Potential Effects of Episodic Deposition on Nutrients and Heavy Metals in Decomposing Litters of Suaeda glauca in Salt Marsh of the Yellow River Estuary, China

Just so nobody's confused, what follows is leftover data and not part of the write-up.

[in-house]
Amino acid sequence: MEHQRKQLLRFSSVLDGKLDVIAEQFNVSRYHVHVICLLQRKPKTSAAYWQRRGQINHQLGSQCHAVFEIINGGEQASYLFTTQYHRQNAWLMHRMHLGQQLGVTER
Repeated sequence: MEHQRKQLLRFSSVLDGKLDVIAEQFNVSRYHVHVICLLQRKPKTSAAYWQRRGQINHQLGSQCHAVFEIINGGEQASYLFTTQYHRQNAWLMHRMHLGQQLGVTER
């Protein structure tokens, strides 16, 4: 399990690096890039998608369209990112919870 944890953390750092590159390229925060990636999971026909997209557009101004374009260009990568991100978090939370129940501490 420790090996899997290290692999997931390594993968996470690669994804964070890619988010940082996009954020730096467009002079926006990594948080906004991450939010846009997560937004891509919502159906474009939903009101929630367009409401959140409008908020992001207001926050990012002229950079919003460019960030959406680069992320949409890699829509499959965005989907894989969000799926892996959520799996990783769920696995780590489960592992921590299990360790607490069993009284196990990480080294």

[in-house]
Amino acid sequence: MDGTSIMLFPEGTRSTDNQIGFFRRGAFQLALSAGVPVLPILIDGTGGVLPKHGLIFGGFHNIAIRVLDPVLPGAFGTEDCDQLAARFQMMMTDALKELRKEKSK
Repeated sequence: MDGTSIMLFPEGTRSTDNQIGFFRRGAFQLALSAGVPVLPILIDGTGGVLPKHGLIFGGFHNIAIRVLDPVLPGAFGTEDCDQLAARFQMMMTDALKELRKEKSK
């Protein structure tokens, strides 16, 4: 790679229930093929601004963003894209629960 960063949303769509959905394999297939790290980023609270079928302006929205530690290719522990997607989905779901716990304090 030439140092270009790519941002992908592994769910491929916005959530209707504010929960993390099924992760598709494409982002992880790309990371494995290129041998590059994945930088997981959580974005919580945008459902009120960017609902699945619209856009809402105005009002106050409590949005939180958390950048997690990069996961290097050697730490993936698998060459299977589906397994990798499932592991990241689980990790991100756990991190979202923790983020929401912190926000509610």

Episodic deposition has been recognized as a major factor affecting the decomposition rate of detrital material in salt marshes. In this paper, three one-off burial treatments, no burial treatment (0 cm, NBT), current burial treatment (10 cm, CBT) and strong burial treatment (20 cm, SBT), were designed in intertidal zone of the Yellow River Estuary to determine the potential influences of episodic deposition on nutrient (C, N) and heavy metal (Pb, Cr, Cu, Zn, Ni, Mn, Cd, V and Co) variations in decomposing litters of Suaeda glauca. Results showed that although various burial treatments showed no statistical difference in decomposition rate of S. glauca, the values generally followed the sequence of CBT (0.002 403/d) > SBT (0.002 195/d) > NBT (0.002 060/d). The nutrients and heavy metals in decomposing litters of the three burial treatments exhibited different variations except for N, Cu, Cr, Ni and Co. Except for Mn, no significant differences in C, N, Pb, Cr, Cu, Zn, Ni, V and Co concentrations occurred among the three treatments (P>0.05). With increasing burial depth, Cr and Cd levels generally increased while Cu, Ni and Mn concentrations decreased. Although episodic deposition was generally favorable for C and N release from S. glauca, its influence on release was insignificant. In the three burial treatments, Pb, Cr, Zn, Ni, Mn, V and Co stocks in S. glauca generally evidenced the export of metals from litter to environment, and, with increasing burial depth, the export amounts increased greatly. The S. glauca were particular efficient in binding Cd and releasing Pb, Cr, Zn, Ni, Mn, V and Co, and, with increasing burial depth, stocks of Cu in decomposing litters generally shifted from release to accumulation. The experiment indicated that the potential eco-toxic risk of Pb, Cr, Zn, Ni, Mn, V and Co exposure would be serious as the strong burial episodes occurred in S. glauca marsh.